Deborah's Developer MindScape






         Tips and Techniques for Web and .NET developers.

Archive for XAML

January 22, 2014

Curah!

Filed under: Visual Studio,XAML @ 1:57 pm

Posted my first curations today on Curah! Curah! is a Microsoft site for creating and managing curations (http://curah.microsoft.com).

From the Microsoft literature: "Curah! is designed to provide a simple and fun way to to share your expertise and passion by curating the best answers on the web. Our service empowers you, the community, and Microsoft’s partners to share personal knowledge, advice, and guidance to users of Microsoft products and technologies."

Here are the links to my curations:

Let me know what you think.

Enjoy!

November 4, 2013

XAML Intellisense

Filed under: C#,VB.NET,Visual Studio,XAML @ 9:52 am

In Visual Studio 2013, there were quite a few changes/enhancements to XAML Intellisense. Prior posts covered the most noticed new features … this post covers some of the other changes to Intellisense for XAML.

Prior posts on XAML Intellisense:

This post covers:

  • Fuzzy Matching
  • Camel Case Matching
  • Substring Matching

Fuzzy Matching

Fuzzy matching finds XAML element and attribute names, even if you mistype them.

In the screen shot below, typing "Stakpa" picked up StackPanel.

image

I tried several other common typing mistakes and was unable to get this to work consistently. It seems that it needs the first few characters to be correct.

In the screen shot below I just missed the "t" and got this:

image

Camel Case Matching

Camel case matching allows you to type the first letter of each "word" in a name to find it in Intellisense.

Though this is called camel case matching, it also uses Pascal case matching since the majority of the elements and attributes are Pascal cased.

In the screen shot below, I typed "SP":

image

Substring Matching

Substring matching finds names using a substring search.

In the screen shot below, I typed "Box":

image

This finds the first occurrence of Box anywhere in the string.

But this is a find and not a filter. So it does not filter the list to all elements containing "box". It just advances to the first match. And there is no way to get to the next match.

Use these features as you work with XAML to more quickly select the element or attribute you want from Intellisense.

Enjoy!

For more information on the many new Visual Studio 2013 features, check out my new Pluralsight course: Mastering Visual Studio 2013.

November 1, 2013

XAML: Intellisense for Bindings And the Data Context

Filed under: C#,VB.NET,Visual Studio,XAML @ 3:39 pm
The new Intellisense for Binding expressions in Visual Studio 2013 (introduced in this prior post) provides a quick and effective way to add property bindings to your XAML. But it doesn’t "just work". You have to set the Data Context to enable Intellisense.

To get Intellisense to work with Binding expressions, you need to provide Intellisense with a design-time instance of the class containing the properties for the binding. This is done through the Data Context.

If your XAML-based application uses the Model, View, View-Model (or MVVM) pattern, the Data Context is set to an instance of the View-Model.

There are several options for where and how you set the Data Context to an instance of the View-Model, depending on the framework you are using (if any) and your approach.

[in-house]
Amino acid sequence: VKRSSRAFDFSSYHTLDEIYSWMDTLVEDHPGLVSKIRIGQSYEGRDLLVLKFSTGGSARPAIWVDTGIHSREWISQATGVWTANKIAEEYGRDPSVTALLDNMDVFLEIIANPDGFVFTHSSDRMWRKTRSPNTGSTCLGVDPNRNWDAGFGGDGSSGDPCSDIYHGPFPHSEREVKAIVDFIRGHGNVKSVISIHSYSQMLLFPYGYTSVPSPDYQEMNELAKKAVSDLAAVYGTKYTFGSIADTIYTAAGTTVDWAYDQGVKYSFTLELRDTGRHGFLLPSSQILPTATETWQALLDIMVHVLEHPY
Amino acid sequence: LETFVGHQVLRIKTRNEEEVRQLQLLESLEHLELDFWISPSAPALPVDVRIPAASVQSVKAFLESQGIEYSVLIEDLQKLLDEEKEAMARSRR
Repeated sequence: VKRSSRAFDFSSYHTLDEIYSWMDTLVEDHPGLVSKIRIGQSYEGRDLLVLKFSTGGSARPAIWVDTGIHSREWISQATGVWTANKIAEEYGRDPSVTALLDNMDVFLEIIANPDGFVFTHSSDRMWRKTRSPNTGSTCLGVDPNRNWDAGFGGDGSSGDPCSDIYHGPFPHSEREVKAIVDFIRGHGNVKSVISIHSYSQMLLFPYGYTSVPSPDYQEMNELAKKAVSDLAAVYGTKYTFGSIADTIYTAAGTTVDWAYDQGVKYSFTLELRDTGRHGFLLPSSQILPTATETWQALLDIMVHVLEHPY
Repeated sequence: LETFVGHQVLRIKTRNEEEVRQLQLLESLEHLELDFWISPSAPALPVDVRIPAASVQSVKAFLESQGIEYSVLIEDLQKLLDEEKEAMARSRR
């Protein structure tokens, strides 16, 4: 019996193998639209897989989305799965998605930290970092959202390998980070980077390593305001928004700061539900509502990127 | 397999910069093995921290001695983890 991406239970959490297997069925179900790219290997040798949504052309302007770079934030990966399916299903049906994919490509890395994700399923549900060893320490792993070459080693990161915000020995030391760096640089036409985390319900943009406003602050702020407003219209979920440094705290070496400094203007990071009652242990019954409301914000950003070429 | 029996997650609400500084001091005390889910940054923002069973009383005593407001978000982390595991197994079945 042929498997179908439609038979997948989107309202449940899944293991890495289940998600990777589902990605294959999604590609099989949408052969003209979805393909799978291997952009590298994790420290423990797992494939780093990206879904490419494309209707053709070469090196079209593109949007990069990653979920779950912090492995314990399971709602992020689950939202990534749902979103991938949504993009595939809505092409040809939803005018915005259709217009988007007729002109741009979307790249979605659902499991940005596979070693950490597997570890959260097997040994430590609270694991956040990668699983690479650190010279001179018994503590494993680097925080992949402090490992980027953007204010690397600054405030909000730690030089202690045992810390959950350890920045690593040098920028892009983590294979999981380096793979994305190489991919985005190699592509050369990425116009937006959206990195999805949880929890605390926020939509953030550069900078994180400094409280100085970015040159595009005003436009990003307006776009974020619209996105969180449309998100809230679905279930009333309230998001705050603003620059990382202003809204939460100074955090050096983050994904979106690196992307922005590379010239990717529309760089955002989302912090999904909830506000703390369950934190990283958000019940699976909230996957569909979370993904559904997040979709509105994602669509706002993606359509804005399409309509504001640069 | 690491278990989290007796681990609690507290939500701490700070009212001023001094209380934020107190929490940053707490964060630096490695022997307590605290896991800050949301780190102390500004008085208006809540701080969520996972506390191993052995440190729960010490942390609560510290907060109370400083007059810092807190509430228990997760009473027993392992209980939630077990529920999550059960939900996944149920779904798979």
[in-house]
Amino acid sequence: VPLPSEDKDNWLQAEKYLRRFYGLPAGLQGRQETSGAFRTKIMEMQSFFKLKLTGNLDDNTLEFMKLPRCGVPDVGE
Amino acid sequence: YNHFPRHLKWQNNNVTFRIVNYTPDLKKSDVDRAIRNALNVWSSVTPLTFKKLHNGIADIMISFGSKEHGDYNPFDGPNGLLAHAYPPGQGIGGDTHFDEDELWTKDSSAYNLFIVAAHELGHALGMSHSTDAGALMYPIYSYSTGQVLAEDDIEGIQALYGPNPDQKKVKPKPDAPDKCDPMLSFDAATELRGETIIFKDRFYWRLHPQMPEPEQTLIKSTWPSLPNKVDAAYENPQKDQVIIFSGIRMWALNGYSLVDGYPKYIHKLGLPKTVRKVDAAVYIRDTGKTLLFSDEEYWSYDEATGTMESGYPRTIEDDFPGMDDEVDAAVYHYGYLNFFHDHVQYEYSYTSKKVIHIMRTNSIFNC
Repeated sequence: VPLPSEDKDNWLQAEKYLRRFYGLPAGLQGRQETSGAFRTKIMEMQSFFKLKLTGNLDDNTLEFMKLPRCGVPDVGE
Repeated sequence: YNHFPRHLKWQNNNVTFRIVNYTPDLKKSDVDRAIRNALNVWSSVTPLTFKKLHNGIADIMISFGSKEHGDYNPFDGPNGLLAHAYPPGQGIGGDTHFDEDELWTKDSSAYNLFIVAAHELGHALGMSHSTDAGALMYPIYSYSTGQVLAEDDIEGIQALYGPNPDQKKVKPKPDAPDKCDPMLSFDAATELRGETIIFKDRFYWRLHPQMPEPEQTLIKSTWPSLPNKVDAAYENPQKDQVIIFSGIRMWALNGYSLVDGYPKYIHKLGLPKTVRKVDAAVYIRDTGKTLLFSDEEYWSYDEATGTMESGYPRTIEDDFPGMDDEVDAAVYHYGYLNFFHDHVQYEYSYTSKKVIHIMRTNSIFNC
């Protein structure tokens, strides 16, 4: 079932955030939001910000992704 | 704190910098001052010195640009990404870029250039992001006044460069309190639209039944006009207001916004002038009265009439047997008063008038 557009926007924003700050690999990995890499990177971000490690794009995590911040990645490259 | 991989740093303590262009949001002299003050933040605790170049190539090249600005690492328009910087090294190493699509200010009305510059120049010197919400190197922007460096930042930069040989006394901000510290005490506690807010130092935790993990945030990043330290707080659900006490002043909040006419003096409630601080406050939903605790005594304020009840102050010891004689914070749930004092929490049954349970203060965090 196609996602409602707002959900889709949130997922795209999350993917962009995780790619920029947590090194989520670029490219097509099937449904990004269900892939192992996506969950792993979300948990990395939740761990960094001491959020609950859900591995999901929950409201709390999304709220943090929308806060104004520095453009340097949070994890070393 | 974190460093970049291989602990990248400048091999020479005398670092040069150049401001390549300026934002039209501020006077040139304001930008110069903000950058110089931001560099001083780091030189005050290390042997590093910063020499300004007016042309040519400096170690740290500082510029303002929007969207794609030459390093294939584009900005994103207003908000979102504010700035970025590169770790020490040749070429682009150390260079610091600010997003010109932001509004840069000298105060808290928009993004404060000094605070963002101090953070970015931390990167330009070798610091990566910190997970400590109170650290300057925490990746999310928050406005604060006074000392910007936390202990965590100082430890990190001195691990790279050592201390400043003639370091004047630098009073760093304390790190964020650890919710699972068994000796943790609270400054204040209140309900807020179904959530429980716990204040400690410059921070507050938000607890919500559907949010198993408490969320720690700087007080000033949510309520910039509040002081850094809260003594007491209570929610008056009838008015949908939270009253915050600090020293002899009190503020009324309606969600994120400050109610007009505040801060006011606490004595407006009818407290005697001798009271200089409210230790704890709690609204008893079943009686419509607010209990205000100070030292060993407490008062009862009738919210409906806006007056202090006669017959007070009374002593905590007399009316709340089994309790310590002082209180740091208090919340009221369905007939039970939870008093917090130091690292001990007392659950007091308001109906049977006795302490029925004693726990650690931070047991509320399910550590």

One option is to set the Data Context directly in the page as shown below:

image

In this example, the Data Context is set to the View-Model directly in the XAML. The vms prefix in the code above is the abbreviation set for the View-Model namespace.

By setting the Data Context for the page directly in the XAML, an instance of the View-Model is constructed when the page is displayed in the designer. So the Intellisense has an instance of the class at design time that it can use to determine the bindable properties. You also get the added benefit of design-time data, as shown below.

image

Alternatively, you could set the Data Context in the code behind or use a factory pattern. But if you use any technique other than setting the Data Context within the XAML, Intellisense won’t have a design-time Data Context and therefore won’t display the list of bindable properties.

If you don’t have the Data Context defined within the XAML, but still want the benefits of Intellisense and design-time data, you can set up a design-time only Data Context instance. This is shown in the example below.

image

The d: prefix is for design-time only features. You may have used it to define the DesignHeight and DesignWidth of a page as shown in the Page markup tag above.

Assigning a value to the d:DataContext sets the design-time Data Context and enables basic Intellisense for Binding expressions.

In this example, the design-time Data Context is set to d:DesignInstance with a Type set to vms:CustomerListViewModel. This is the same View-Model used in the first example above.

The IsDesignTimeCreatable=true attribute ensures that an instance of the type is created at design time. By adding this attribute, the Intellisense will display all of the bindable properties. In addition, you get design-time data.

Use one of these techniques to take advantage of Intellisense for Binding expressions (and design-time data).

Enjoy!

For more information on the many new Visual Studio 2013 features, including a step by step walk through of the design-time Data Context, check out my new Pluralsight course: Mastering Visual Studio 2013.

XAML: Intellisense for Bindings

Filed under: C#,VB.NET,Visual Studio,XAML @ 10:01 am

Visual Studio 2013 provides Intellisense for your Binding expressions!

One of the great things about XAML is its binding capabilities. But how much time have you wasted trying to find the correct name and spelling of properties for your bindings?